Leaky press coverage hinted that the car would be dubbed Fiat 138, a successor to the profitable Fiat 128 but by the time of its announcement Fiat had instead chosen to follow the precedent set by the Fiat Mirafiori of giving the car a public name; Ritmo, instead of a mere three digit number. The internal code for the Ritmo was '138' though. The name 'ritmo' in Italian is generally translated into English as 'rhythm'.
In 1982 the Ritmo received a facelift that include a much more conservative styling with a more conventional re-designed front and rear end. While most models came with twin round headlamps, the base one sold on the continent with the by-now familiar corporate five-bar grille with single round headlamps set in a conventional grille. Meanwhile, in the United Kingdom all models of this generation had twin headlamps. On either side of the rear numberplate were now new conventional light clusters. The 1.05 liter 'Brazil' engine wasn't available any longer.
Launched once again, the 105TC now featured updated interior trim, a dashboard similar to that of the previous Ritmo Super, and a upper hatchback spoiler replacing the lower one. 7-spoke alloy wheels replaced the previous Speedline ones in the UK. Though the car remained badged as a Strada, the advertising name was revised to Strada II in the UK. The US version didn't change but it was eventually discontinued at the end of the 1982 model year. This left only sports cars in the US Fiat lineup.
The Abarth 130TC, A hot hatch version was added to the lineup. It was based on the 125TC with a 1,995 cc engine, but by replacing the single Weber carb used in the 125TC with twin Solex/Weber carbs on a side-draught manifold and improved cam profiles it had a performance increase to 130 PS. The 130TC had a top speed of 121 mph and could reach 0-62 mph in just 7.8 seconds. Optional in Europe and standard in the UK the 130TC had a raw hot hatch fitted with Recaro bucket seats, and it was the only 1980s hot hatch to continue using carburetors instead of fuel injection with either twin Solex ADDHE or Weber DCOR40 carbs.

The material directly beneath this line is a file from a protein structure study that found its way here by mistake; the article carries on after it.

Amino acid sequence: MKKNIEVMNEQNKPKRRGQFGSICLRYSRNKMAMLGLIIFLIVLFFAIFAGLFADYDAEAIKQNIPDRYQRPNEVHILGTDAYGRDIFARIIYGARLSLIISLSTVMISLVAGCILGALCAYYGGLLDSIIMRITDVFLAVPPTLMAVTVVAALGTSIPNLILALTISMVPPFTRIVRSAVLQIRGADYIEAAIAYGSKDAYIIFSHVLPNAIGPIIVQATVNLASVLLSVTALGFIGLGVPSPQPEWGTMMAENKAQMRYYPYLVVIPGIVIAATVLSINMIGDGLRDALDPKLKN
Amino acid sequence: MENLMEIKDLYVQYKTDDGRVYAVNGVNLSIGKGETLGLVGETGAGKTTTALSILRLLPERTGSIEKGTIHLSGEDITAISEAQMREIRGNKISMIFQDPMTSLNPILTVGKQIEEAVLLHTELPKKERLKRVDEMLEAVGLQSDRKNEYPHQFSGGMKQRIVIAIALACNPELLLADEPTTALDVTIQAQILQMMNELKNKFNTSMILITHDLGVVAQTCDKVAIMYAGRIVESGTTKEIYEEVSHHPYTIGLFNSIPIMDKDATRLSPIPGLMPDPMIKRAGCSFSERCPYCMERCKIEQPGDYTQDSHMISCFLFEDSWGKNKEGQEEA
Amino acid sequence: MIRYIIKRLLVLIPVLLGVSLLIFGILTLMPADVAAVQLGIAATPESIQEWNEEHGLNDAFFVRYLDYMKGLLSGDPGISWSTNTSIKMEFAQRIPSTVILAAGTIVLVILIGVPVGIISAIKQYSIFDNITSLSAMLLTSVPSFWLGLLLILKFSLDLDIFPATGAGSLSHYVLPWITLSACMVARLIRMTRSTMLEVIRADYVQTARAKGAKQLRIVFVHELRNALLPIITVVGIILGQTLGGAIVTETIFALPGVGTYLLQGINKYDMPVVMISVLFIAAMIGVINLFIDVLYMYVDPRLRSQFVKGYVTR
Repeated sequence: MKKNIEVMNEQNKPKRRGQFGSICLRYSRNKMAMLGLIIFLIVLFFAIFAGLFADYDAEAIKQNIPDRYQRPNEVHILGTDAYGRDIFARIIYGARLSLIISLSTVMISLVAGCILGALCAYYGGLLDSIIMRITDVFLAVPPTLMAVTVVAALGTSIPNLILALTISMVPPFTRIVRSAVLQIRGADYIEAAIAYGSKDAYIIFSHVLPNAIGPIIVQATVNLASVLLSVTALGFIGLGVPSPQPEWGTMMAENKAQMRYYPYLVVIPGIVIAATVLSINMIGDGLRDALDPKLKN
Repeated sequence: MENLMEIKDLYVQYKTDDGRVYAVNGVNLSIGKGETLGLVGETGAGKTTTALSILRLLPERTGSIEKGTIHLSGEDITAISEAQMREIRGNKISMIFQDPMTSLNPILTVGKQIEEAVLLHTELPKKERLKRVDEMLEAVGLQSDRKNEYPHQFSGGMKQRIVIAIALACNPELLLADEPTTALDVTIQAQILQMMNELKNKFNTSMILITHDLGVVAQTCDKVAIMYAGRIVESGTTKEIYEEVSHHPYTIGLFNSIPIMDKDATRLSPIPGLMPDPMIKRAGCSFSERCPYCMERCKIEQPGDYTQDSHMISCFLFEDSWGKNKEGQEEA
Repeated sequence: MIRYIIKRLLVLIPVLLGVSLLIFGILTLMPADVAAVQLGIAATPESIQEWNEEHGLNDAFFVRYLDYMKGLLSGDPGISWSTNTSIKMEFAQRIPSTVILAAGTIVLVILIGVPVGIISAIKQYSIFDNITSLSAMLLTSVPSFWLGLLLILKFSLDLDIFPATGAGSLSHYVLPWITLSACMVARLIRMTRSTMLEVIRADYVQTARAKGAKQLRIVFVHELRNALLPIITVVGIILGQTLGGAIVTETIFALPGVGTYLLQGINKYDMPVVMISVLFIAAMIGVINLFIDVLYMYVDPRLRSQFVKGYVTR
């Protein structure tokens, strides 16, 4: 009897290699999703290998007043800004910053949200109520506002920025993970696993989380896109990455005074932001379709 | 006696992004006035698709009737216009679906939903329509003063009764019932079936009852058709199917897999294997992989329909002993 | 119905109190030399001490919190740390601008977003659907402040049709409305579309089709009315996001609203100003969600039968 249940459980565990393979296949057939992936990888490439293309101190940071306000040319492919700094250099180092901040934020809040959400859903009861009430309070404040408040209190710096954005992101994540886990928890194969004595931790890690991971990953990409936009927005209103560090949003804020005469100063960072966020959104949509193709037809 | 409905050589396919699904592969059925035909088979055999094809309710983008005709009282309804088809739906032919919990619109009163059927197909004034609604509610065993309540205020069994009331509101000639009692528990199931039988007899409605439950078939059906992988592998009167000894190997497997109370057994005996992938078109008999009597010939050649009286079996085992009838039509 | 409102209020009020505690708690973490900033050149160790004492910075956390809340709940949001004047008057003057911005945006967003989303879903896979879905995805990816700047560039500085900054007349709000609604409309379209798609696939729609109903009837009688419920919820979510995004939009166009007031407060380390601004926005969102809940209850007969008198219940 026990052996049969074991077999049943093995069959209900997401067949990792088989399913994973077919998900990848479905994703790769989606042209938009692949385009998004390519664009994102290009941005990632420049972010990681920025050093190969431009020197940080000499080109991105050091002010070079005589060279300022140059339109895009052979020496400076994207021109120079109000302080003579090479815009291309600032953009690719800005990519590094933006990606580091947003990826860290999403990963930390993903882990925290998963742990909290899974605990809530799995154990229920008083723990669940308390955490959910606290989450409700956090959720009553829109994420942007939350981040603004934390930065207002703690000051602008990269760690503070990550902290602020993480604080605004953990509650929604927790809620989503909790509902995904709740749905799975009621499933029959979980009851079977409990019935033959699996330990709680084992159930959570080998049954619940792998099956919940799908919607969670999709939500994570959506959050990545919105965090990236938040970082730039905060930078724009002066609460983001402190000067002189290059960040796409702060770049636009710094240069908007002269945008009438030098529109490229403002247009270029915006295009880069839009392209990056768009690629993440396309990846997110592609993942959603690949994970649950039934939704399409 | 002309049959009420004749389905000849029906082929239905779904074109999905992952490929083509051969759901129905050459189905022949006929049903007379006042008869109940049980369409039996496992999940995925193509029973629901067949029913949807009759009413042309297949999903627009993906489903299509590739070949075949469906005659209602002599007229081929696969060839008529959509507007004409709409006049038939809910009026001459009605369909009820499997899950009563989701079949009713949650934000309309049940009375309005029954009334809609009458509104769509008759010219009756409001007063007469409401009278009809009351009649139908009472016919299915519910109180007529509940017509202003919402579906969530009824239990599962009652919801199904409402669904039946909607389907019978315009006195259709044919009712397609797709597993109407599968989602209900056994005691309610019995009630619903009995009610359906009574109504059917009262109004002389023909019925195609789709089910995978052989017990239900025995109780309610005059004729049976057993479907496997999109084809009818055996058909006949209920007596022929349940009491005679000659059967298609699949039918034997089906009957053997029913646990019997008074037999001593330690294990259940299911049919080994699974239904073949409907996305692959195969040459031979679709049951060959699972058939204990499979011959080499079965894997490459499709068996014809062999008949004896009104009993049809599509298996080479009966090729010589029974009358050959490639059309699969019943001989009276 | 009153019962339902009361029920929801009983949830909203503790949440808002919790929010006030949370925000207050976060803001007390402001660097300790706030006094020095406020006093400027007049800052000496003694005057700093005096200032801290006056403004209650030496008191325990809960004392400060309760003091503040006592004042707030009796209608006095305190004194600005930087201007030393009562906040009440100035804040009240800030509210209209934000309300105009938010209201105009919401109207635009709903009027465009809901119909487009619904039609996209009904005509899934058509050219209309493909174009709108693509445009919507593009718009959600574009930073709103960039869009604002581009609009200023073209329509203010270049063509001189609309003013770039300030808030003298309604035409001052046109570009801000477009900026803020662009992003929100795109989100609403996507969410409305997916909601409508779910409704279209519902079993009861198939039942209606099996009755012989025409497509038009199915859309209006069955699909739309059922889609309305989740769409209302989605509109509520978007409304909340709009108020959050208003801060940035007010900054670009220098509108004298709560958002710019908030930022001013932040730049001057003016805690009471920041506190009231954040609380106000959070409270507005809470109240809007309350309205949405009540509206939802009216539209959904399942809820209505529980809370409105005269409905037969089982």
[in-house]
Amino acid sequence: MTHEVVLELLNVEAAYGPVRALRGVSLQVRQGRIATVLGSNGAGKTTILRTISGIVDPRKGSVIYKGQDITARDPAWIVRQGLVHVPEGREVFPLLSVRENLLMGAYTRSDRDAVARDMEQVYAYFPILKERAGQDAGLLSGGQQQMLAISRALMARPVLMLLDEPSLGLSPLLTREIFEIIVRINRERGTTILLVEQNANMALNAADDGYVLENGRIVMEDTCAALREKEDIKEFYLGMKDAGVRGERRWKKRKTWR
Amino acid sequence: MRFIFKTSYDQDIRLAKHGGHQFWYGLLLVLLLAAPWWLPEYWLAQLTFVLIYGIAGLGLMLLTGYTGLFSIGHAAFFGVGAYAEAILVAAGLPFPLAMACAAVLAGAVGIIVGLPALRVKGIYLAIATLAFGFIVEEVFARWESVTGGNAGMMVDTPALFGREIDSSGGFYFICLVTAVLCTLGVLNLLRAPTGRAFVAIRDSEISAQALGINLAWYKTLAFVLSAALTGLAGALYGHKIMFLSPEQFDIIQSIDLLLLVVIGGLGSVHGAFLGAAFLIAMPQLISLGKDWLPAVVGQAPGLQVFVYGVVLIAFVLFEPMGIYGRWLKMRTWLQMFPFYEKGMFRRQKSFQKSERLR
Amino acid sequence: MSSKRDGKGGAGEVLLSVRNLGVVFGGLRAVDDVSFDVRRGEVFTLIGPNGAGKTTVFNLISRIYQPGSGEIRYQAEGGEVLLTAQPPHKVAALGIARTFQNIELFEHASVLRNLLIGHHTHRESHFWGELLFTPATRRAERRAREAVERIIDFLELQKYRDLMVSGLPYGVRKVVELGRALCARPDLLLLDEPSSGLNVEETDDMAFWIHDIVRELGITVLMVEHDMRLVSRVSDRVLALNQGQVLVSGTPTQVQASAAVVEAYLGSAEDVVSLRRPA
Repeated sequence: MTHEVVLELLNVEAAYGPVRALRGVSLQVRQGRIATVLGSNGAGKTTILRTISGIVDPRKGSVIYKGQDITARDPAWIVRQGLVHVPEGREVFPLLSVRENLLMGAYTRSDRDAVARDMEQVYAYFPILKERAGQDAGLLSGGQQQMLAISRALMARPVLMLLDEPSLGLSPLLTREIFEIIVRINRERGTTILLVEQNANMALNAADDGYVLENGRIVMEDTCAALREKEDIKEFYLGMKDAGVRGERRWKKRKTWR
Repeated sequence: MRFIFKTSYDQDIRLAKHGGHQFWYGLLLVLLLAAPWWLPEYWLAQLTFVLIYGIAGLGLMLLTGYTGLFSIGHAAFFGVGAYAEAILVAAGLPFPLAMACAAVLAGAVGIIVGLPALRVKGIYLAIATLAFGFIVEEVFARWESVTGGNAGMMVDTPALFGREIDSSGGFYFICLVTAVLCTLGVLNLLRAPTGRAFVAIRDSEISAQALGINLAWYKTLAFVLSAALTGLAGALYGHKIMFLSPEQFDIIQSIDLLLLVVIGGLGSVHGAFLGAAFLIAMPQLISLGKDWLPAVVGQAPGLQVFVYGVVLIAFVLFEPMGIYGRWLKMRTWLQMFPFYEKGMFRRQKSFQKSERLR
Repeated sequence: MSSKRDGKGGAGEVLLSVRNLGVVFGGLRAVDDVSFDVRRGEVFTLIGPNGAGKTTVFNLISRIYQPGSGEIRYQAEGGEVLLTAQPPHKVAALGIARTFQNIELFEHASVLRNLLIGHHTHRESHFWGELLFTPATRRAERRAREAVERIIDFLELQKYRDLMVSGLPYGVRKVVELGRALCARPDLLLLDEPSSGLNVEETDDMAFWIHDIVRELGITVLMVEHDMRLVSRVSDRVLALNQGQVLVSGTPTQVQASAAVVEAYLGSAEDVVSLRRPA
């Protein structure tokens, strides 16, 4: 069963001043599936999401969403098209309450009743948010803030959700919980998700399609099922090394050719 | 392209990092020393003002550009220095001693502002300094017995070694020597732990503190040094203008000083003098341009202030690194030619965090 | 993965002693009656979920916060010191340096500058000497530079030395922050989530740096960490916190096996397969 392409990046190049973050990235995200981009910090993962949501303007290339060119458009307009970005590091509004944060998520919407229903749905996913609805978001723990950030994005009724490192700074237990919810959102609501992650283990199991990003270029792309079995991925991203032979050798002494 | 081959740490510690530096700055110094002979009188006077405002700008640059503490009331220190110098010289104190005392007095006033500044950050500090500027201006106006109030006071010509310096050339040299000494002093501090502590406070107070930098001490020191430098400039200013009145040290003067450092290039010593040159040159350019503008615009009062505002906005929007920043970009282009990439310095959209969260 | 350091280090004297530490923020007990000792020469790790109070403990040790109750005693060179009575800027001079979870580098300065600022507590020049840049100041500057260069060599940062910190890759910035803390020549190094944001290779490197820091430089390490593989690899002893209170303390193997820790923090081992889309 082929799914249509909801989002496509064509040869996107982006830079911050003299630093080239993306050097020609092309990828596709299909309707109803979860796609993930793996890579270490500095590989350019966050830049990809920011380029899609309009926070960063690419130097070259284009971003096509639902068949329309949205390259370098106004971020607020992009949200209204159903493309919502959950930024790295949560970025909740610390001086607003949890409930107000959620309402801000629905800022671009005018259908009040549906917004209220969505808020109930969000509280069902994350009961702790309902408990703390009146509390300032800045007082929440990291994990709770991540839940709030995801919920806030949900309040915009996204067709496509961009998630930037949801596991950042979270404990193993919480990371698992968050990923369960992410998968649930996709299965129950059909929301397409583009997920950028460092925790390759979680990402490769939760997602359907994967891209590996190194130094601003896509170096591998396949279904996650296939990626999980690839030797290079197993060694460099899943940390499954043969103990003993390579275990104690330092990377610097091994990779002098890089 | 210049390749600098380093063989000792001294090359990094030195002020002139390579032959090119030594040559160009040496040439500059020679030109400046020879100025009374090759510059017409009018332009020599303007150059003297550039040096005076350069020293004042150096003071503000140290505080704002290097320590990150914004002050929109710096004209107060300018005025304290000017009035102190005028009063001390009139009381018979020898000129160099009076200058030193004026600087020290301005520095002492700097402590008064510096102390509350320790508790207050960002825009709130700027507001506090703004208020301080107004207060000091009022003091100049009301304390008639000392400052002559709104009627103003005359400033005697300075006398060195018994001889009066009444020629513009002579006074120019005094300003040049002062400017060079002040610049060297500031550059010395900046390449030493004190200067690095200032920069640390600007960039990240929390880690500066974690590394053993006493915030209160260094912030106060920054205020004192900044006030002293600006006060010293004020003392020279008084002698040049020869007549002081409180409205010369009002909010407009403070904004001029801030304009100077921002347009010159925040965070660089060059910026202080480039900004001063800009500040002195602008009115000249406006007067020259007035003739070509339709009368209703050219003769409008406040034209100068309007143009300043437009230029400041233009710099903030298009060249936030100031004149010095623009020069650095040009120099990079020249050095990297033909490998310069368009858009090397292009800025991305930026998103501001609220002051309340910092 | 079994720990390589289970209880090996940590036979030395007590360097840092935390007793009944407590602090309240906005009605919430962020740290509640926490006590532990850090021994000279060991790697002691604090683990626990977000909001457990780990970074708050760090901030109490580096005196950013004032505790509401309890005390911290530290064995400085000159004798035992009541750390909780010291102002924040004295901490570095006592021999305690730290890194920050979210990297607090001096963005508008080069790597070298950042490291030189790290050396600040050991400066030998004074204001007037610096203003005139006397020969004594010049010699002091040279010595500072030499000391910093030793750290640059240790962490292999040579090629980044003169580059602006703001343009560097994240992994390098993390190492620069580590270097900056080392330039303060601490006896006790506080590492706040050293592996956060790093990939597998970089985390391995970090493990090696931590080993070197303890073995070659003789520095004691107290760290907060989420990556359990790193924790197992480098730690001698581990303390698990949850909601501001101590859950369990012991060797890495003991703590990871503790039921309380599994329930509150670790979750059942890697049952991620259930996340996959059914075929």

The ignition timing was controlled electronically. Though on the outside it looked a lot like the restyled 105TC with its wheelarch trims and lower door, the 130TC could be told apart by its polished four-spoke alloy wheels, lower hatchback spoiler and aerodynamic Perspex front door wind deflectors. With performance to give contemporary rivals like Ford Escort XR3i, Volkswagen Golf GTi, Vauxhall Astra GTE and MG Maestro a run for their money, the raw powerful twin-cam was joined to a close ratio ZF gearbox. At the beginning of 1984 there was a minor change that included in a shuffling of the roster. All non-sporting Ritmos aside from the 3-door, 4-speed 'L' version now had five-speed gearboxes and five-door bodywork. In Italy the exclusive 85 Super version was dropped in a marketplace where smaller-engined version ranked higher in popularity. New to the lineup was the 1.1 liter 60 CL and 60 Super models.
The Ritmo range received a minor update in 1985, which included new rectangular door handles added to the five-door versions only while the three-door version kept the circular door handles. Other updates included a restyled front and rear bumper and lower plastic panels on the doors, taken from the Regata. The number plate was now housed at low level on the rear bumper and the space between the rear lights was filled with a plastic panel.
A 1,697 cc unit from the Uno 60D replaced the 1,714 cc diesel engine and developed 60 PS. A new five-door 100S fitted with a 1,585 cc DOHC engine replaced the 105TC three-door model. The 130TC Abarth received the same outside changes as the other models along with new wheels and interior trim. A new diesel version was introduced in 1986 with a 1,929 cc intercooled turbodiesel and badged as the Ritmo Turbo DS. Marketed across continental Europe, the 100S and Turbo DS weren't sold in the UK or Ireland, same as any of the fuel injected models.